CEOs of the 50 firms that have laid off the most workers since the onset of the economic crisis took home 42 percent more pay in 2009 than their peers at S&P 500 firms, according to “CEO Pay and the Great Recession,” the 17th in a series of annual Executive Excess reports from the Institute for Policy Studies.

“Our findings illustrate the great unfairness of the Great Recession,” says Sarah Anderson, lead author on the Institute study. “CEOs are squeezing workers to boost short-term profits and fatten their own paychecks.”

The 50 top CEO layoff leaders received $12 million on average in 2009, compared to the S&P 500 average of $8.5 million. Each of the corporations surveyed laid off at least 3,000 workers between November 2008 and April 2010. Seventy-two percent of the firms announced mass layoffs at a time of positive earnings reports.

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Highest-Paid “Layoff Leaders”:

    • Fred Hassan, Schering-Plough: Hassan received a $33 million golden parachute when his firm merged with Merck in late 2009, while 16,000 workers faced pink slips. Hassan’s total 2009 pay of nearly $50 million could cover the average cost of these workers’ jobless benefits for more than 10 weeks.
    • William Weldon, Johnson & Johnson: Weldon took home $25.6 million, more than three times as much as the S&P 500 CEO average, at a time when his firm was slashing 9,000 jobs and facing a massive drug recall scandal.
    • Mark Hurd, Hewlett-Packard: While his failure to cover up a relationship with a contractor/erotic film star has been banner news, Hurd’s slashing of 6,400 jobs last year has largely escaped the headlines. After getting the axe himself in August, Hurd added more than $28 million severance to his 2009 pay package of $24.2 million.

    Additional Key Findings:

      • Bailout Barons: Five of the 50 top layoff leaders were recipients of major financial bailouts. Of these, American Express CEO Kenneth Chenault took home the highest 2009 pay, $16.8 million, including a $5 million cash bonus. American Express has laid off 4,000 employees since receiving $3.4 billion in taxpayer bailout funds.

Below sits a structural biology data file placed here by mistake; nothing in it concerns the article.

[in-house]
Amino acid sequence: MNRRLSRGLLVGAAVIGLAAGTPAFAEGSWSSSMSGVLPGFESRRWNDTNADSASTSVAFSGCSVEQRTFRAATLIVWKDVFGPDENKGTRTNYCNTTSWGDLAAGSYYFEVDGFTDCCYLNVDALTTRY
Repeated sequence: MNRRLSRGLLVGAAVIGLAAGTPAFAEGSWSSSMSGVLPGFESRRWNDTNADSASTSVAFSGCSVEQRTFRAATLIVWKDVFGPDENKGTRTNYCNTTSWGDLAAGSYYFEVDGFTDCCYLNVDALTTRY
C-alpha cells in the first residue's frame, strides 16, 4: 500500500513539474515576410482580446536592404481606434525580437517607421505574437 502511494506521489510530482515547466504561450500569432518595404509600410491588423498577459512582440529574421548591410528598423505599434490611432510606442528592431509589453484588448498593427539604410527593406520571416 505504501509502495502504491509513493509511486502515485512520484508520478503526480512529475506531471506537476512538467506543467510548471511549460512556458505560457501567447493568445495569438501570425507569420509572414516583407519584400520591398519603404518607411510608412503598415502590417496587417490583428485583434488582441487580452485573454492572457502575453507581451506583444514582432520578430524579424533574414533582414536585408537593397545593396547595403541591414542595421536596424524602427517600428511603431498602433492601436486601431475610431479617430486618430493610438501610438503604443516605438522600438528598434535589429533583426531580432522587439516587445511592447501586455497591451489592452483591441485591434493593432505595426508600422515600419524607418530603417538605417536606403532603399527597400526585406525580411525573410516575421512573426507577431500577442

• CEO Pay and Unemployment Insurance: The $598 million combined compensation of the top 50 CEO layoff leaders could provide average unemployment benefits to 37,759 workers for an entire year — or nearly a month of benefits for each of the 531,363 workers their companies laid off.

      At a time when we should be pulling together to strengthen our shared economic futures, CEOs should not be rewarded for slashing jobs,” says IPS Senior Scholar Chuck Collins. “Realigning the interests of CEOs with their employees and the rest of our country would be good for the economy and national morale.”


      For the first time, this year’s Executive Excess report includes a comprehensive scorecard which rates pay reforms that have been recently enacted, as well as those that are pending in Congress and a few that are not yet on the table. Despite recent advances in the financial reform bill, IPS veteran pay analysts argue that much more needs to be done to rein in the executive pay practices that were a key factor in the financial crisis.

      The Executive Excess report has never been as timely as it is today, boldly illustrating the gluttonous corporate practices that have continued even during the worst economic crisis since the Great Depression,” says IPS Interim Director Joy Zarembka.

      Report co-authors include Sarah Anderson, Chuck Collins, Sam Pizzigati, and Kevin Shih. Forbes magazine called their 2009 Executive Excess report “the most definitive look at who made the most money during the most troubled years on modern Wall Street.”

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